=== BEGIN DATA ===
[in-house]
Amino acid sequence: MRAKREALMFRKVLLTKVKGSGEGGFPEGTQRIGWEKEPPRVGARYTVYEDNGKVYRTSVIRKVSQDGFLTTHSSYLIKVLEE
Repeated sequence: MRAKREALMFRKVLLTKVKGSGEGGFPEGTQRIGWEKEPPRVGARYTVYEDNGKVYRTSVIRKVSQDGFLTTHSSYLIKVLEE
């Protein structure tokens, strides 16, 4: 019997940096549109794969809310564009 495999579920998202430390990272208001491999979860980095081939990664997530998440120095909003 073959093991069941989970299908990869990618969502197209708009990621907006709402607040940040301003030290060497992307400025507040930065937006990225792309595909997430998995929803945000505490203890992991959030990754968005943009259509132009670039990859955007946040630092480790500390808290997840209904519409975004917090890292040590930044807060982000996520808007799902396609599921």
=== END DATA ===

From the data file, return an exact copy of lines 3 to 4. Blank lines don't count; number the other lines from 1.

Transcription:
Repeated sequence: MRAKREALMFRKVLLTKVKGSGEGGFPEGTQRIGWEKEPPRVGARYTVYEDNGKVYRTSVIRKVSQDGFLTTHSSYLIKVLEE
């Protein structure tokens, strides 16, 4: 019997940096549109794969809310564009 495999579920998202430390990272208001491999979860980095081939990664997530998440120095909003 073959093991069941989970299908990869990618969502197209708009990621907006709402607040940040301003030290060497992307400025507040930065937006990225792309595909997430998995929803945000505490203890992991959030990754968005943009259509132009670039990859955007946040630092480790500390808290997840209904519409975004917090890292040590930044807060982000996520808007799902396609599921």